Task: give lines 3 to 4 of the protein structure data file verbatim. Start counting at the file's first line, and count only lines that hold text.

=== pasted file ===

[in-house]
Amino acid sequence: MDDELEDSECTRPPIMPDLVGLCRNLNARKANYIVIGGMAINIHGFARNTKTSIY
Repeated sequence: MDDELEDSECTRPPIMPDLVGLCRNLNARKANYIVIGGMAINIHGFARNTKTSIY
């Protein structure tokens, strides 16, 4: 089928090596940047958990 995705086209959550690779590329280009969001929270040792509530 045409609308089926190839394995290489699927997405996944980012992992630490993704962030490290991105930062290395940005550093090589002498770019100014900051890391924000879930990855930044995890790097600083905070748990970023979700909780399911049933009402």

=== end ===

Repeated sequence: MDDELEDSECTRPPIMPDLVGLCRNLNARKANYIVIGGMAINIHGFARNTKTSIY
């Protein structure tokens, strides 16, 4: 089928090596940047958990 995705086209959550690779590329280009969001929270040792509530 045409609308089926190839394995290489699927997405996944980012992992630490993704962030490290991105930062290395940005550093090589002498770019100014900051890391924000879930990855930044995890790097600083905070748990970023979700909780399911049933009402």